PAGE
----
The plasterboard panels, which are the solid elements that make up demountable partitions, can be finished with a wide range of products. Most commonly vinyl wall covering is used, however, write-on or dry-wipe surfaces are becoming increasingly popular in workspaces.
Movable and folding partitions
Movable and folding partitions are the ideal solution to achieve flexible work and meeting spaces. They allow for the size and capacity of a space to be altered to suit the meeting or task on hand, without permanently changing the layout of the entire office. Folding walls are generally constructed from a timber core and can be finished in a wide range of colours. These panels also present opportunities for bespoke branding or messaging much like any other vertical surface. Framed glass panels (fitted with single or double glazing) are another option. Moveable or “operable” walls are normally ceiling-hung and depending on the dimensions, may run in a floor track. When they are in use, the lead panel will generally act as the access door. To make the most of the space available, the doors can be stacked at one end or split in the middle to stack at each end. In this example from Dale Office Interiors, a large meeting room was easily split into two smaller spaces with a foldable partition. This was done to allow the space to be used for more than one purpose or more than one type of meeting style or size, and therefore the partitions created a flexible, multi-purpose space. Another option is toinstall a remote control vertical retractable partition that retracts automatically into the ceiling void. These partitions can only be fitted where the ceiling can fully take the weight of the system. A potential downside of vertically retractable partitions is that there is no access door once the partitions are in place, so they would have to be raised to allow access.
Alternatives to partitions
Cubicles are a traditional way of dividing up an open-plan office; however, the ‘cubicle farm’ that reached its peak in the 1980s has since become a symbol of dread for many office workers. The goal of the cubicle was to reduce noise and visual distractions in open-plan areas, something that is still relevant today. The options available for creating individual or small workspaces within an open-plan office are, however, now far sleeker and better suited to the needs of modern office workers. If the goal is to create semi-private spaces, then pods, either for individuals or small groups, are a stylish way to divide up large spaces. High-backed seating is a simple way of creating a semi-private workspace in breakout areas, meeting spaces or even within the main open-plan office. For more privacy, self-contained sound-proof pods create an ‘office within an office’ and can be handy rooms for private meetings or quiet work.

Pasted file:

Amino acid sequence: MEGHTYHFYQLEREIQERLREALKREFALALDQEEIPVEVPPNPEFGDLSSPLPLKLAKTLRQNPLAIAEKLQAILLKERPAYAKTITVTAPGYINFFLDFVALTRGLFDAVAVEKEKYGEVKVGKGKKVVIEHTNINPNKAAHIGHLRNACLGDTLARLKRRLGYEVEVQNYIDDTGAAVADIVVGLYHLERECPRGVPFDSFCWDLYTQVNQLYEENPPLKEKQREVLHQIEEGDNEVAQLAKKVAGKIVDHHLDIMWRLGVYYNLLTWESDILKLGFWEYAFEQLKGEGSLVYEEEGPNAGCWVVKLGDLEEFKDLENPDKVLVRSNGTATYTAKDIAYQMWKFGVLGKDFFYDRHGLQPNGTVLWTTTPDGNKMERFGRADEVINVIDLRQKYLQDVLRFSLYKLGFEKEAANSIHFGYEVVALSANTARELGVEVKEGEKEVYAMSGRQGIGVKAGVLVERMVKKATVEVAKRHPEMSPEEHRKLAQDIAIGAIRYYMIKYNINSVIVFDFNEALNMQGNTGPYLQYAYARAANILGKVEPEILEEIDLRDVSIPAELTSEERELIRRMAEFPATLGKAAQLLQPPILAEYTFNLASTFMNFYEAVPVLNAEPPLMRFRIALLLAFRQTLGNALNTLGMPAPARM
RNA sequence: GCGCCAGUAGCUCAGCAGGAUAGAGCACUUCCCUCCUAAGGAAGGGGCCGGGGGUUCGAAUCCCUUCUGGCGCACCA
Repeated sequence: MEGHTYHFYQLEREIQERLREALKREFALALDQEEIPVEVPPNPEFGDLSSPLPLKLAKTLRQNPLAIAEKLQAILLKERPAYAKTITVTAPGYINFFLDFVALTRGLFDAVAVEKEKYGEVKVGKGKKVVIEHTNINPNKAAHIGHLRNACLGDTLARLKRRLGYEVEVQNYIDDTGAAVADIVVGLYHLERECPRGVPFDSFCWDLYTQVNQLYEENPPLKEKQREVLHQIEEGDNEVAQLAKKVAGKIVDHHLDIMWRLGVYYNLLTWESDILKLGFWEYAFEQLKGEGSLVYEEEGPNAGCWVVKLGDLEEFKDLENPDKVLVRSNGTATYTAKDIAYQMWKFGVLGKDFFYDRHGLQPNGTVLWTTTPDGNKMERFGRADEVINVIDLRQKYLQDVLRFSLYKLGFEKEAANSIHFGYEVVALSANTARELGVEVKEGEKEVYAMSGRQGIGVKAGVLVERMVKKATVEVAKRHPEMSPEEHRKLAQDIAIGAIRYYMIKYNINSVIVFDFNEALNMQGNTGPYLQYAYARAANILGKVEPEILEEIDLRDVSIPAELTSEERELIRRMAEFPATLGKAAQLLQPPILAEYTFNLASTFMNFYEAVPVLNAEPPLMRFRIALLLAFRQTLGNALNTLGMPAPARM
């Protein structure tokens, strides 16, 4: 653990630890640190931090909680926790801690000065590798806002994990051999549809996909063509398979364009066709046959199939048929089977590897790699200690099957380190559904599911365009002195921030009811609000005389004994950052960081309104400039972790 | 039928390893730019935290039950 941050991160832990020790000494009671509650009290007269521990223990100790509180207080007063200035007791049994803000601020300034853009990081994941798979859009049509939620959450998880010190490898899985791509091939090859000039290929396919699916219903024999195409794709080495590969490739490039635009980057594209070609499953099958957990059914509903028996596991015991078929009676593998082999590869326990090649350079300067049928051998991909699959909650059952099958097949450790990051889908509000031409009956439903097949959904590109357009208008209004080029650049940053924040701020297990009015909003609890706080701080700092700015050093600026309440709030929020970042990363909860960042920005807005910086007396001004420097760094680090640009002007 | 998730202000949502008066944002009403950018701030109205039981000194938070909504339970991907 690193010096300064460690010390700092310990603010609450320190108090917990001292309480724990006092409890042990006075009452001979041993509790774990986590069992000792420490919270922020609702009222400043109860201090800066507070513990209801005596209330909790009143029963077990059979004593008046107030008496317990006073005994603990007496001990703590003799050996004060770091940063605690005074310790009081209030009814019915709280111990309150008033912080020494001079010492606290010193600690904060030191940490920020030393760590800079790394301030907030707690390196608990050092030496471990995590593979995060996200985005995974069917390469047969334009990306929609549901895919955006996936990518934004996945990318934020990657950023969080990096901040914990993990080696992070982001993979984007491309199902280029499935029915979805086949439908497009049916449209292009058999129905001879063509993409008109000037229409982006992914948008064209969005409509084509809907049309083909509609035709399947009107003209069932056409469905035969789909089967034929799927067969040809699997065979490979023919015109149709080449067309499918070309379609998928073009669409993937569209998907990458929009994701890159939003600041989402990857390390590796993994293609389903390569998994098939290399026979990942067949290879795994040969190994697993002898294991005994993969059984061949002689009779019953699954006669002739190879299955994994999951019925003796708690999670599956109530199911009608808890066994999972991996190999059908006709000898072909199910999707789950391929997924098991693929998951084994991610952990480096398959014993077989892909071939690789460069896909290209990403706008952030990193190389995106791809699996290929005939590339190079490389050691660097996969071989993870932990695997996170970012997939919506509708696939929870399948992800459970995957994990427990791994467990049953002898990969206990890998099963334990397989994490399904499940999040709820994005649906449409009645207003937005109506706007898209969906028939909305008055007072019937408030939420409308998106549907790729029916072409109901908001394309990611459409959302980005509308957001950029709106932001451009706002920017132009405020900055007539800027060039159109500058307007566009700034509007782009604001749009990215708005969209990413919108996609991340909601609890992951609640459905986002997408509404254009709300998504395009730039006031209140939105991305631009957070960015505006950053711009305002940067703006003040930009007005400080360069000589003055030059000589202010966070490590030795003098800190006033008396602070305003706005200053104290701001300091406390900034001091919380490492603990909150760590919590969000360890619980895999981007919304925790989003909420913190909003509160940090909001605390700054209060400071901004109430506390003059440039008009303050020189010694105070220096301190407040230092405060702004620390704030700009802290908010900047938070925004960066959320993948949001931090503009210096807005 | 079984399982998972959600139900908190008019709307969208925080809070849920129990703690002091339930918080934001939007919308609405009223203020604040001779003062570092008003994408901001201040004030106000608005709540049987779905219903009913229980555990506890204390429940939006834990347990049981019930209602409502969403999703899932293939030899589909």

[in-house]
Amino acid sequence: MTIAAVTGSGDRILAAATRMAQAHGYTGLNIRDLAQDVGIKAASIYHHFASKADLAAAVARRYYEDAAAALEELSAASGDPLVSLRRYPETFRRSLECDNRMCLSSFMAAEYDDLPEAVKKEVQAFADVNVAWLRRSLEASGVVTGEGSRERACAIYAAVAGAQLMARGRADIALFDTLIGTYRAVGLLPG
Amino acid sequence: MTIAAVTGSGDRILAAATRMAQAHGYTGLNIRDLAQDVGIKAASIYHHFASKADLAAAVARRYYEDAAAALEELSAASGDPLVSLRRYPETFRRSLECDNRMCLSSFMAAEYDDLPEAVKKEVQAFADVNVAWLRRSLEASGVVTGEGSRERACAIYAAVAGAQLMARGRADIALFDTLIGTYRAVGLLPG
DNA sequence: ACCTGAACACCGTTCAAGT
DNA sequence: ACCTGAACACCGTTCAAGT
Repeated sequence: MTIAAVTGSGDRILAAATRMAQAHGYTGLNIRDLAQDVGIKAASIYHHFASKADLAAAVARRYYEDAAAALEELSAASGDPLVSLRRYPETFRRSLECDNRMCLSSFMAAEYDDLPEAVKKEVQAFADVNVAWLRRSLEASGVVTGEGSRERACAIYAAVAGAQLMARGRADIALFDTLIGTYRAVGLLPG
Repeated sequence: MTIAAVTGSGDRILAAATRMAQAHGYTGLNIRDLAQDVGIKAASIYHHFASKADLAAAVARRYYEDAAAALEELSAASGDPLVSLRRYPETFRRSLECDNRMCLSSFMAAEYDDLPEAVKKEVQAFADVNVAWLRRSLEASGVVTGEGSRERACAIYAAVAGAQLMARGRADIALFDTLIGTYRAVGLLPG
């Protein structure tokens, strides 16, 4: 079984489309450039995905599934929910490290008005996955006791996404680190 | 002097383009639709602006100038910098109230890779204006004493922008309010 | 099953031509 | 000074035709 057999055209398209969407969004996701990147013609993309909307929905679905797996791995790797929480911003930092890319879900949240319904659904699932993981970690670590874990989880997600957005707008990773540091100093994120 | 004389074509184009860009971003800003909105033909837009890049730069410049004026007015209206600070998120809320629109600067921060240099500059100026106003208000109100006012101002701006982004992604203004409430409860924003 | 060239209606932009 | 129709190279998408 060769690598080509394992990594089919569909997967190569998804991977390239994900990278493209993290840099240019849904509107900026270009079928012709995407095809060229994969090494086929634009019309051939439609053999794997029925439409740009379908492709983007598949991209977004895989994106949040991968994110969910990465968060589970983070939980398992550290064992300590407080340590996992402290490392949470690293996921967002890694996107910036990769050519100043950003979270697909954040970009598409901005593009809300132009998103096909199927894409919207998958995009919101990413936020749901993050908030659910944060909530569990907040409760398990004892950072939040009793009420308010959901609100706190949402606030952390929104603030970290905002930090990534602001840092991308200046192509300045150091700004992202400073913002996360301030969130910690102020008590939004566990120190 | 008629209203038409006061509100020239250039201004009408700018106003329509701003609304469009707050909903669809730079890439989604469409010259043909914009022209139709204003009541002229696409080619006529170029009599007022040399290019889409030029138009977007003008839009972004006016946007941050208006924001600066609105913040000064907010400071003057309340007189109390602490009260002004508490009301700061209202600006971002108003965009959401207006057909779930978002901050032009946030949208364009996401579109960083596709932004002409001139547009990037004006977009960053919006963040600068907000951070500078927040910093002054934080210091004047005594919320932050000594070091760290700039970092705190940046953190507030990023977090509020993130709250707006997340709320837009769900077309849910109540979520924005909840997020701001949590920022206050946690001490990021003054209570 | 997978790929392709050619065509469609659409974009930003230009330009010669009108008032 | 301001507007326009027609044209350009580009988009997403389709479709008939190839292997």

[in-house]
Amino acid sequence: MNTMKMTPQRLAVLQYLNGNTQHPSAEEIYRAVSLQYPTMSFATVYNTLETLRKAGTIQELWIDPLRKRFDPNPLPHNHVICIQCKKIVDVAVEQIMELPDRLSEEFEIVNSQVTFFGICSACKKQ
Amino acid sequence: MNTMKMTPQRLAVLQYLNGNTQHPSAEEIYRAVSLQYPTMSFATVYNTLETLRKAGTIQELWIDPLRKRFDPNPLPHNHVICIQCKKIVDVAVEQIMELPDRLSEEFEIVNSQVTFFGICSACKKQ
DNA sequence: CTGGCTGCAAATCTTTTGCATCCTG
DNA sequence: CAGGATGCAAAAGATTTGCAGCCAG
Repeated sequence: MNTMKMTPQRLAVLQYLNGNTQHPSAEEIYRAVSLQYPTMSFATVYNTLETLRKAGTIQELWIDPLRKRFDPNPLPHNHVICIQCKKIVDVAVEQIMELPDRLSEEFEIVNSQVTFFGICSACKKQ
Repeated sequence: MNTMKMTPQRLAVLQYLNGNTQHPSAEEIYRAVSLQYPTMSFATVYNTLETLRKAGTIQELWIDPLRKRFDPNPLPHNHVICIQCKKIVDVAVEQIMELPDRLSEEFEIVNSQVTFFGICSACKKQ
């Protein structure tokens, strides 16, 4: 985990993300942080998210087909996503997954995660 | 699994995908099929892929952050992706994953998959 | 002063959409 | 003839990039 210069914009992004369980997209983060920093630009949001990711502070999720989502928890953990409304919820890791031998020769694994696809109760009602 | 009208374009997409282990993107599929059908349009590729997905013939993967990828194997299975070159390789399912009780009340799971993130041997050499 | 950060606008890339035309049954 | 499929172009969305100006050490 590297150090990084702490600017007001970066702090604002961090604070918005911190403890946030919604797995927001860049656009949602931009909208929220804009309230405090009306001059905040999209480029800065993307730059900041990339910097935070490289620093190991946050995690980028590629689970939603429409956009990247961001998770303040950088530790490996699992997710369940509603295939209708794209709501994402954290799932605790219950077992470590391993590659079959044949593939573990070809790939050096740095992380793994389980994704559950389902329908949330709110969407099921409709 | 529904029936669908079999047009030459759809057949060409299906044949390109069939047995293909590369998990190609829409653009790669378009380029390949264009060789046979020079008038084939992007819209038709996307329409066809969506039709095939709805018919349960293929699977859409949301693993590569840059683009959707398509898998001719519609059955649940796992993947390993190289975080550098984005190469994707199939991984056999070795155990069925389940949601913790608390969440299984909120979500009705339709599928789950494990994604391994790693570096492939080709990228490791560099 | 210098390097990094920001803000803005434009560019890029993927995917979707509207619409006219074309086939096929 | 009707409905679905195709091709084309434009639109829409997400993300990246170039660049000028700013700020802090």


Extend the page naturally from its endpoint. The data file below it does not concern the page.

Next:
Sound-absorbing screens and wall panels are another option for creating non-permanent, unique and practical private spaces in the office. Dale Office Interiors used suspended acoustic panels to help dissipate the sound in Visualsoft’s open plan offices. Colourful ‘blades’ of Autex Cube ™ from Autex Acoustics were hung above the noisiest areas of the office to help dissipate and absorb the sound, whilst providing a colourful and modern addition to the office aesthetics.
Sound-absorbing screens were used to create quiet areas in Ignition Search’s open plan office. Airflake by Abstracta was used to create a separate area for the meeting room and to create a separate kitchen area. Partitions can help you make the most of the space available in your office. To find out more about how Dale Office Interiors can help with your office design and specification, speak to the team today on 0114 233 1115 or email [email protected].
Many organisations don’t budget for art in their commercial interiors projects. Yet some feel “art is a critical component – on par with light, air, ergonomics and quiet spaces” in a well considered office design. We think the tide is turning and more businesses are starting to feel that art is a necessity for their workspace.